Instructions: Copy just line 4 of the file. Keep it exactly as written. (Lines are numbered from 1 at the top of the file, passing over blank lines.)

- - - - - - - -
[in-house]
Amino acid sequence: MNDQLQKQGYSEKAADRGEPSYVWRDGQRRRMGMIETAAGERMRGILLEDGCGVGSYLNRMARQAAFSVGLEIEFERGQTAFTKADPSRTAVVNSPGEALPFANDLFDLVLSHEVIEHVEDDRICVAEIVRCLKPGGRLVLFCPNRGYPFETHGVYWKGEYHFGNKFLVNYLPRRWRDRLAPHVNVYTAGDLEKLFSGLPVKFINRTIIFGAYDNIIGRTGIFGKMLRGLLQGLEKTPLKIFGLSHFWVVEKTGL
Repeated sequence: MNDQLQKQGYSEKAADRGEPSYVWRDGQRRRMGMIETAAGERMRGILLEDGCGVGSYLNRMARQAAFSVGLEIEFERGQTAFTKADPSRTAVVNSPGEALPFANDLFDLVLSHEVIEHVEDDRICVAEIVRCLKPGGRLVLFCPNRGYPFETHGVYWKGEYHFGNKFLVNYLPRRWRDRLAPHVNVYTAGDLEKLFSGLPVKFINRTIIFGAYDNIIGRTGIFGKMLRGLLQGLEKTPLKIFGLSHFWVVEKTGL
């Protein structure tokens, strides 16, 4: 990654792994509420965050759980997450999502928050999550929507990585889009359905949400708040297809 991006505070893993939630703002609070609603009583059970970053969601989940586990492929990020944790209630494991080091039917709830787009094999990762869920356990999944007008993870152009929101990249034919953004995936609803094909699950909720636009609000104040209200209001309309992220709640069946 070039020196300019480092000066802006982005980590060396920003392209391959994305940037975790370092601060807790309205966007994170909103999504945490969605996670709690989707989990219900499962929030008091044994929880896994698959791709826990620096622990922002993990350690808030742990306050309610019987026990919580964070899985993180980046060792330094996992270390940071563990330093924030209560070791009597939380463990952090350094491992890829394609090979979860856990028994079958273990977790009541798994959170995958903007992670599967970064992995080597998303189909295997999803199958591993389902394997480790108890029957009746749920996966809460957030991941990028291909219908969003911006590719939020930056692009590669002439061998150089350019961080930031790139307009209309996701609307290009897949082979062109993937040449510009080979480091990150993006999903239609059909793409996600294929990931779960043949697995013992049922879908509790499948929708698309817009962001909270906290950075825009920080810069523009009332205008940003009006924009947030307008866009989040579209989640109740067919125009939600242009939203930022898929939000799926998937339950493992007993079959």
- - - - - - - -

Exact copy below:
């Protein structure tokens, strides 16, 4: 990654792994509420965050759980997450999502928050999550929507990585889009359905949400708040297809 991006505070893993939630703002609070609603009583059970970053969601989940586990492929990020944790209630494991080091039917709830787009094999990762869920356990999944007008993870152009929101990249034919953004995936609803094909699950909720636009609000104040209200209001309309992220709640069946 070039020196300019480092000066802006982005980590060396920003392209391959994305940037975790370092601060807790309205966007994170909103999504945490969605996670709690989707989990219900499962929030008091044994929880896994698959791709826990620096622990922002993990350690808030742990306050309610019987026990919580964070899985993180980046060792330094996992270390940071563990330093924030209560070791009597939380463990952090350094491992890829394609090979979860856990028994079958273990977790009541798994959170995958903007992670599967970064992995080597998303189909295997999803199958591993389902394997480790108890029957009746749920996966809460957030991941990028291909219908969003911006590719939020930056692009590669002439061998150089350019961080930031790139307009209309996701609307290009897949082979062109993937040449510009080979480091990150993006999903239609059909793409996600294929990931779960043949697995013992049922879908509790499948929708698309817009962001909270906290950075825009920080810069523009009332205008940003009006924009947030307008866009989040579209989640109740067919125009939600242009939203930022898929939000799926998937339950493992007993079959």